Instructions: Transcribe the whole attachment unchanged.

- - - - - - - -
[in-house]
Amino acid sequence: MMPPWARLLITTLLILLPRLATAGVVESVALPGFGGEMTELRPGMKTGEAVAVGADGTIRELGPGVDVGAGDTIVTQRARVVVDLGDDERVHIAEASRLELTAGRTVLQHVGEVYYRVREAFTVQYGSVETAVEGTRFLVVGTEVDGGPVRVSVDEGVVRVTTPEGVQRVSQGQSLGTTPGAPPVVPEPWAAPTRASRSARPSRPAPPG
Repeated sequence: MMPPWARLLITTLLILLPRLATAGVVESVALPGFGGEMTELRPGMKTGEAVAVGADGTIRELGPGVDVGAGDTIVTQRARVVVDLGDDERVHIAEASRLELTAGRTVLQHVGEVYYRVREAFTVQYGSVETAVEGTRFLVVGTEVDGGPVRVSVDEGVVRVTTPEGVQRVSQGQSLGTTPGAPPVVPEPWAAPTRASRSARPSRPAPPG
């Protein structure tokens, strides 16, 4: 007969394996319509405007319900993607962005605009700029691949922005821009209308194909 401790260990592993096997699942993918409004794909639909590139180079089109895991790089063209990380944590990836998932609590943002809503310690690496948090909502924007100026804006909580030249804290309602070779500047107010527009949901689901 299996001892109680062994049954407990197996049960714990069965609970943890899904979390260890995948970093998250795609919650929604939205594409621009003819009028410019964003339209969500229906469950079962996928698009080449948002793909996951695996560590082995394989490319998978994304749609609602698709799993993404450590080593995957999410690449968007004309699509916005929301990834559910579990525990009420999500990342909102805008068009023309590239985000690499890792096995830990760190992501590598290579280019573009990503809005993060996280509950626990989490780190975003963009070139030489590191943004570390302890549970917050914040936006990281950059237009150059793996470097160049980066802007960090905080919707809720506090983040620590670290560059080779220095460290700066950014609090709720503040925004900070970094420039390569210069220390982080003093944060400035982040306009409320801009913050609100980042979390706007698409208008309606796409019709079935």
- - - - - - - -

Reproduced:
[in-house]
Amino acid sequence: MMPPWARLLITTLLILLPRLATAGVVESVALPGFGGEMTELRPGMKTGEAVAVGADGTIRELGPGVDVGAGDTIVTQRARVVVDLGDDERVHIAEASRLELTAGRTVLQHVGEVYYRVREAFTVQYGSVETAVEGTRFLVVGTEVDGGPVRVSVDEGVVRVTTPEGVQRVSQGQSLGTTPGAPPVVPEPWAAPTRASRSARPSRPAPPG
Repeated sequence: MMPPWARLLITTLLILLPRLATAGVVESVALPGFGGEMTELRPGMKTGEAVAVGADGTIRELGPGVDVGAGDTIVTQRARVVVDLGDDERVHIAEASRLELTAGRTVLQHVGEVYYRVREAFTVQYGSVETAVEGTRFLVVGTEVDGGPVRVSVDEGVVRVTTPEGVQRVSQGQSLGTTPGAPPVVPEPWAAPTRASRSARPSRPAPPG
């Protein structure tokens, strides 16, 4: 007969394996319509405007319900993607962005605009700029691949922005821009209308194909 401790260990592993096997699942993918409004794909639909590139180079089109895991790089063209990380944590990836998932609590943002809503310690690496948090909502924007100026804006909580030249804290309602070779500047107010527009949901689901 299996001892109680062994049954407990197996049960714990069965609970943890899904979390260890995948970093998250795609919650929604939205594409621009003819009028410019964003339209969500229906469950079962996928698009080449948002793909996951695996560590082995394989490319998978994304749609609602698709799993993404450590080593995957999410690449968007004309699509916005929301990834559910579990525990009420999500990342909102805008068009023309590239985000690499890792096995830990760190992501590598290579280019573009990503809005993060996280509950626990989490780190975003963009070139030489590191943004570390302890549970917050914040936006990281950059237009150059793996470097160049980066802007960090905080919707809720506090983040620590670290560059080779220095460290700066950014609090709720503040925004900070970094420039390569210069220390982080003093944060400035982040306009409320801009913050609100980042979390706007698409208008309606796409019709079935």